An Open Letter to Roald Dahl

This is a guest post by our current Rioter in Residence, Sean Ferrell. Sean’s novels include Man in the Empty Suitfrom Soho Press (2013) and Numb from Harper Perennial (2010). His children’s picture book, I Don’t Like Koala, will be published by Atheneum Books in 2014. He is currently working on another novel and needs a nap.

Sean lives and works, in no particular order, in New York City. Follow him on Twitter @byseanferrell.

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Dear Mr. Dahl:

I hope this letter finds you well. In the event that you have been dead for a number of years, let me say how sorry I am for the tardiness of my correspondence. However, I feel that in fairness I should point out: I only recently discovered you.

“Recent,” like most things, is relative. It’s been close to five years now since I first read one of your books. At the age of 42, I’m a little embarrassed to admit that. But I have an excuse: my parents and society failed me. I’m not sure why my parents never introduced me to your work, or why I never found you in my school library.

I discovered you thanks to my son. He seemed bored—as a venerable three-almost-four-year-old—by picture books. I had fond memories of Oompa Loompas from the film version of Charlie and the Chocolate Factory. I’m sorry. I know you weren’t a fan of the film. Anyway, I picked up Charlie and the Chocolate Factory figuring that the movie might be too much for him, that your book could be fun, and if it was too much for him or too little for me I could disappear it onto a shelf.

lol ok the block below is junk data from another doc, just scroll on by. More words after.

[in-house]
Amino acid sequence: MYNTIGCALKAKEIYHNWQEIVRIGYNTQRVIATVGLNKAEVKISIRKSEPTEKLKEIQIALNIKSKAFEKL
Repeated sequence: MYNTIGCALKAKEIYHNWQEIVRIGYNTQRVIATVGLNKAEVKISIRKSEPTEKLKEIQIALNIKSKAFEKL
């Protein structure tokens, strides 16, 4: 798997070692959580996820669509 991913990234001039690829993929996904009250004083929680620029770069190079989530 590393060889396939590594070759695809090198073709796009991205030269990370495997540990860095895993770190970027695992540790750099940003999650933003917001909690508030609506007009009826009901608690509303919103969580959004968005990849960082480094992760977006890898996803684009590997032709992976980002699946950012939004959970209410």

That didn’t happen. He and I loved it. And Charlie and the Great Glass Elevator.

We moved on to Fantastic Mr. Fox. I always read books to my son in voices, and the Charlie books revolved around Charlie (my voice raised a bit in pitch) and his elderly grandparents (me inadvertently doing my grandfather’s voice, only not as tree-stump-deaf loud as he was). But it was Mr. Fox where the voices took off. David Niven would have made a superb Fox, and Wilford Brimley a fine Badger. It was in this book that I also began to pick up on your voice—the distrust of authority, the ignorance, stupidity, and blindness of the powerful, the potential strength of those with their backs against the wall. These were themes I found both compelling and important to share with my son.

As we reached the end of the Mr. Fox, I realized I wanted to read these books for me as much as for my son. That sentence is over-ripe with a lie. I wanted to read them more than he did.

This became obvious as we read James and the Giant Peach. I reached for the voices of Humphrey Bogart, Peter Sellers, George C. Scott, and Julia Childs. I tried to paint an aural picture, the best film never made by Stanley Kubrick. It has long, quiet moments of rising above the din–an escape from abuse, a metaphor for death. The peach above the ocean as the power of rebirth; the atomic threat over the city as the reality of the era; befriending worms and insects and those that would polish our bones, the reality that meets us all. I was thrilled to find a voice in children’s literature that spoke to the discovery I’d made as an adult: The adult world can be monstrous.

I guess I do know why my parents never introduced me to you, and why my school librarian hid you away. I don’t think it was intentional. I think my parents carried a hope that children might know sweet things more than sour. I grew up with a lot of old tales, things they knew. I guess I do the same with my son. But, thankfully, I found you now. And so did he. And we’ve both enjoyed getting to know you very, very much.

 

In any event, thank you.

Yours,

Sean

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